"If you try to get your hands on time, it's always slipping through your fingers," says Julian Barbour, British physicist. "People are sure time is there, but they can't get hold of it. My feeling is that they can't get hold of it because it isn't there at all."  

If indeed time is nothing but an illusion, perhaps to protect our human brains from getting overwhelmed with a multitude of "nows" that happen simultaneously, then modern science comes remarkably close to the Zen story I related above: 

"How could you say the geese have ever have flown away? From the very beginning they are just here." 

In contrast, the Psalmist isn't interested in such speculative stuff.  Look again at the two verses from Psalm 31. "You have set my feet in a wide open place. ... My times are in your hands." The Psalmist doesn't think in abstractions, but brings us back "down to earth".  Her statements are deeply personal; they are an expression of her faith in her God who cares deeply.  

Whatever terrible things occur in the twenty-four verses of our psalm, especially in those assigned as reading for Passion Sunday (VV 9-16), these two verses convey the Psalmist's relationship with God.

One of my favorite German words comes to mind: Geborgenheit.  Like the Hebrew word chesed (see some of my earlier posts), Geborgenheit is almost untranslatable, as it contains security, protection, warmth, closeness, peace, trust, acceptance, and love.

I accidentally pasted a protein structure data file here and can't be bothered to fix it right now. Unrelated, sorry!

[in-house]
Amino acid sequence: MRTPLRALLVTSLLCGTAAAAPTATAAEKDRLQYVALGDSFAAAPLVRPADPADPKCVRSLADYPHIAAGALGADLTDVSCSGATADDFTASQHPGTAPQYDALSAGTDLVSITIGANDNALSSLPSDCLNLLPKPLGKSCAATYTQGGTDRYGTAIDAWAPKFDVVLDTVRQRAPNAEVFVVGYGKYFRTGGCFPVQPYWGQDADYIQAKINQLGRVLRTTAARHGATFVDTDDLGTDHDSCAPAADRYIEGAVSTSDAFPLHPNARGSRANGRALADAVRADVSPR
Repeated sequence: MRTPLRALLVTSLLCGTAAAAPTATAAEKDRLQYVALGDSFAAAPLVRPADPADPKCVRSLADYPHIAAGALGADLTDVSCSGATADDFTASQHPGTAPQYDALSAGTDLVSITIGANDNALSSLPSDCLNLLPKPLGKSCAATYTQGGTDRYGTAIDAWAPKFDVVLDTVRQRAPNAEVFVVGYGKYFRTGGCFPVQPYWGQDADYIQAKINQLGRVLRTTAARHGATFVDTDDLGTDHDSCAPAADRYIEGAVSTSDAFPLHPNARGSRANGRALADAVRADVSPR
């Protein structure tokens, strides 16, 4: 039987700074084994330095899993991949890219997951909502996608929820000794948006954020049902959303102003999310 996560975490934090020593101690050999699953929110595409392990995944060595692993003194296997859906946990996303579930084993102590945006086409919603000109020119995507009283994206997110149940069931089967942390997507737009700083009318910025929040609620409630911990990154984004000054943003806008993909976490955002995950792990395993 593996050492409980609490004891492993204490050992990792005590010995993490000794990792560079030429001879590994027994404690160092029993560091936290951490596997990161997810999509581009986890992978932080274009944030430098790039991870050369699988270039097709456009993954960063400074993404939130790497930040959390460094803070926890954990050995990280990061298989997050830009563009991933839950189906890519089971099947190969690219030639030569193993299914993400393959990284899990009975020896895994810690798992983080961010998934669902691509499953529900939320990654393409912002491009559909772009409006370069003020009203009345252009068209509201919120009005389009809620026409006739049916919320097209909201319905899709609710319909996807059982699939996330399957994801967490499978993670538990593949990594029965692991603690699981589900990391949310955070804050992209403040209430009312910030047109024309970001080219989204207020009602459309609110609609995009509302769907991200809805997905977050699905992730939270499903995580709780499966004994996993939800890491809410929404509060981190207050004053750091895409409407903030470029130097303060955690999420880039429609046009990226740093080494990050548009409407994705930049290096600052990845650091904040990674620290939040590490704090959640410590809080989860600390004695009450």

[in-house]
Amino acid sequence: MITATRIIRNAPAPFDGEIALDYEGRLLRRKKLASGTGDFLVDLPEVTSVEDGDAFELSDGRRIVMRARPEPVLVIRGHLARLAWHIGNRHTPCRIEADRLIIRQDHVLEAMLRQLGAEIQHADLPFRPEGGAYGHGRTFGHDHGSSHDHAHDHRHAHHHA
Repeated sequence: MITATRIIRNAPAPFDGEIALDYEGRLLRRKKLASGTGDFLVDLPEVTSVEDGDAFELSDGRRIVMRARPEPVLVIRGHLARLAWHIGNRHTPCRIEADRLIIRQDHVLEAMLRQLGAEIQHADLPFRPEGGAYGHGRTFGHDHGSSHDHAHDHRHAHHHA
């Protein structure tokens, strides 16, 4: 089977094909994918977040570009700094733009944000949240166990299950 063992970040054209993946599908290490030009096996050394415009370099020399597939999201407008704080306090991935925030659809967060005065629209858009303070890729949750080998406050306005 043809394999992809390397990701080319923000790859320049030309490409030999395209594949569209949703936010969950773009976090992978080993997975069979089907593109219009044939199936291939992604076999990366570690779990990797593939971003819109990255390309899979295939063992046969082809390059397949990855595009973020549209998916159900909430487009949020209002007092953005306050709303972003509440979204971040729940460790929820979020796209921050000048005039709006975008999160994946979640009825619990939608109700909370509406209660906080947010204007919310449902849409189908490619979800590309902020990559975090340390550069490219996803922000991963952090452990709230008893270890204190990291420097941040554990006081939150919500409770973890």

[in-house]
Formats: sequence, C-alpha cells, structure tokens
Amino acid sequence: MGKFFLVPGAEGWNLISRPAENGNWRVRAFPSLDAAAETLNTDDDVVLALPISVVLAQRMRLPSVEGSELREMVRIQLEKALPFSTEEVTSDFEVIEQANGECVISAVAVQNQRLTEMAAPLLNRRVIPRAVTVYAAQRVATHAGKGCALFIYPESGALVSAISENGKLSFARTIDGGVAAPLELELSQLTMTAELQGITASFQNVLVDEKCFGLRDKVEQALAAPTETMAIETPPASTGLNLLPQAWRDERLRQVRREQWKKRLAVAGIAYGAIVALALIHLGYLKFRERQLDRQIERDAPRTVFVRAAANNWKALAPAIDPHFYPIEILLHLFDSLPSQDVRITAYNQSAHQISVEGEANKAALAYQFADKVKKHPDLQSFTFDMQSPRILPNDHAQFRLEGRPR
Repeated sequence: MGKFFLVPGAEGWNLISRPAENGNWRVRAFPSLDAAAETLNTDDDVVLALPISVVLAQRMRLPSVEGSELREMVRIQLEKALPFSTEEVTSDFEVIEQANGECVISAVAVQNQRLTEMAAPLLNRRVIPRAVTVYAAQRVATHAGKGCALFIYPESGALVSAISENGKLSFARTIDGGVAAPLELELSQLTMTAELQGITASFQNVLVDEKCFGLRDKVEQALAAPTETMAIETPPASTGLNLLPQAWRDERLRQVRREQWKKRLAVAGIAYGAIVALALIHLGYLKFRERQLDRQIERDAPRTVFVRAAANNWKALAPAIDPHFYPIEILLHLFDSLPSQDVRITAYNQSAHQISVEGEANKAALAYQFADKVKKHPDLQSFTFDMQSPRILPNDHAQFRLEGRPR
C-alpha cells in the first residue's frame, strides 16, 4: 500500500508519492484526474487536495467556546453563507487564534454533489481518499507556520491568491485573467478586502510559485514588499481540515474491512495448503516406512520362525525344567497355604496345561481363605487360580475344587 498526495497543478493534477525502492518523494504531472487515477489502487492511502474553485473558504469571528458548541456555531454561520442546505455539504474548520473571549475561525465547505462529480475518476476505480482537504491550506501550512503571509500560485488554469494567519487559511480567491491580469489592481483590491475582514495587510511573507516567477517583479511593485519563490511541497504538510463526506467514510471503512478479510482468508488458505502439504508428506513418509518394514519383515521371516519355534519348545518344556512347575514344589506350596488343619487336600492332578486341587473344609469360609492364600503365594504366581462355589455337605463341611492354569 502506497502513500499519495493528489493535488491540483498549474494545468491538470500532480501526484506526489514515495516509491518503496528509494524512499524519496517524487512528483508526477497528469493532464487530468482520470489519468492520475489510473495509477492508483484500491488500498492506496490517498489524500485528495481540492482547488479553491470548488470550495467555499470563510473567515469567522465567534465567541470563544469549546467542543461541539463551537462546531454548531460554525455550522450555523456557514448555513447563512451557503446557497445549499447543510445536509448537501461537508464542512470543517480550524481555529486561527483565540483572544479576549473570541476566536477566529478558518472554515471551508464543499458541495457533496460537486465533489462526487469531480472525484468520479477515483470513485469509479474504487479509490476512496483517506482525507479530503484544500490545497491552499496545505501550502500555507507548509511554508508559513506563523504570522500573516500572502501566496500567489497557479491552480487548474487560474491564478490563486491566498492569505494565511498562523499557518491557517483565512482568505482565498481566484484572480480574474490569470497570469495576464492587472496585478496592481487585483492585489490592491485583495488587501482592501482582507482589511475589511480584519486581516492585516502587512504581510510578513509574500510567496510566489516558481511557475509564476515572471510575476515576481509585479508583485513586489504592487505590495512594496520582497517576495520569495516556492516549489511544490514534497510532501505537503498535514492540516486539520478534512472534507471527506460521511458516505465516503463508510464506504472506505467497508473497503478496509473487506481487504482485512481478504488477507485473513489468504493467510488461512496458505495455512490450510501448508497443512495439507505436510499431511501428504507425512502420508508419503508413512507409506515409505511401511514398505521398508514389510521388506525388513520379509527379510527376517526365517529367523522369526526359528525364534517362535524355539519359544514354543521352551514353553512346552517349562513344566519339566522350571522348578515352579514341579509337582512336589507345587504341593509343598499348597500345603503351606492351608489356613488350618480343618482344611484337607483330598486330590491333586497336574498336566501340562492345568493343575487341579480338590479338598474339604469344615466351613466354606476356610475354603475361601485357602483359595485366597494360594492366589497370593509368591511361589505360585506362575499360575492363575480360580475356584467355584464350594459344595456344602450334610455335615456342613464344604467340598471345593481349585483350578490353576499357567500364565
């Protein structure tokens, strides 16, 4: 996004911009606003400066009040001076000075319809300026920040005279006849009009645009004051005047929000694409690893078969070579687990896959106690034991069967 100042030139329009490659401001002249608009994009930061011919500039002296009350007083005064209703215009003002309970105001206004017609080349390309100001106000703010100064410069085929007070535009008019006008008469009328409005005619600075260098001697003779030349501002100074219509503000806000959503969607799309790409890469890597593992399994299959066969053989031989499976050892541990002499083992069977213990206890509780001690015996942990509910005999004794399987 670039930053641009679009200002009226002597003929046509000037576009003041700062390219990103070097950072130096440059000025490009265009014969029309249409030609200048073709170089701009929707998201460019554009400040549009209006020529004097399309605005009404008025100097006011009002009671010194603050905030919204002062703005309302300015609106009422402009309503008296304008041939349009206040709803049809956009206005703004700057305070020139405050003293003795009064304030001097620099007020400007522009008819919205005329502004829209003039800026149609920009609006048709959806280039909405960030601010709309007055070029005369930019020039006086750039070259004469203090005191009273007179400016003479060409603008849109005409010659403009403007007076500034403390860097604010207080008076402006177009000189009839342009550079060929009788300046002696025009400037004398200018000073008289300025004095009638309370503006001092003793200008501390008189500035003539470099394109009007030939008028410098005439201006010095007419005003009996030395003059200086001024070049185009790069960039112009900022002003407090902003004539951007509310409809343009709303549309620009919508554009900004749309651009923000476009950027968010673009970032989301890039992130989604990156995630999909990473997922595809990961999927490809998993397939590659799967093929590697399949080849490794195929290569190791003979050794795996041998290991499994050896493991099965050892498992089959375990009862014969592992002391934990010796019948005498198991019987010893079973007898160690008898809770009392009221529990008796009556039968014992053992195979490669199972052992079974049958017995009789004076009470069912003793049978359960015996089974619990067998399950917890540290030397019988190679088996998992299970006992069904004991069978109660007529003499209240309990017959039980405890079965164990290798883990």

The Psalmist invites us to think of our space and our times.  Look, she says, with God, you'll always have the space you need, and with God's guidance, your times will always be protected.  As one commentary says, she "grounds us in the reality of today’s world where we can find refuge in God".

....

* Hebrew: "become for me a rocky summit of refuge".
**Hebrew: "my breath and my stomach grow weak".
¶ NET phrasing replaced with that of NRSV.
***Hebrew: "cause your face to shine"
¶¶Hebrew: "be strong and let your heart be confident"
^ NET phrasing replaced with that of NRSV

14 March 2015

Herr, tue meine Lippen auf! (Judika / Lent 5)

Psalm 51



Many years ago in a large city in the far West, rumors spread that a certain Catholic woman was having visions of Jesus. The reports reached the archbishop. He decided to check out whether her visions were real.

“Is it true, ma’am, that you have visions of Jesus?” asked the cleric.

“Yes,” the woman replied simply.

“Well, the next time you have a vision, I want you to ask Jesus to tell you the sins that I confessed in my last confession.”

The woman was stunned. “Did I hear you right, bishop? You actually want me to ask Jesus to tell me the sins of your past?”

“Exactly. Please call me if anything happens.”

Ten days later the woman notified her spiritual leader of a recent apparition. “Please come,” she said.

Within the hour the archbishop arrived. He trusted eye-to-eye contact. “You just told me on the telephone that you actually had a vision of Jesus. Did you do what I asked?”

“Yes, bishop, I asked Jesus to tell me the sins you confessed in your last confession.”

The bishop leaned forward with anticipation. His eyes narrowed.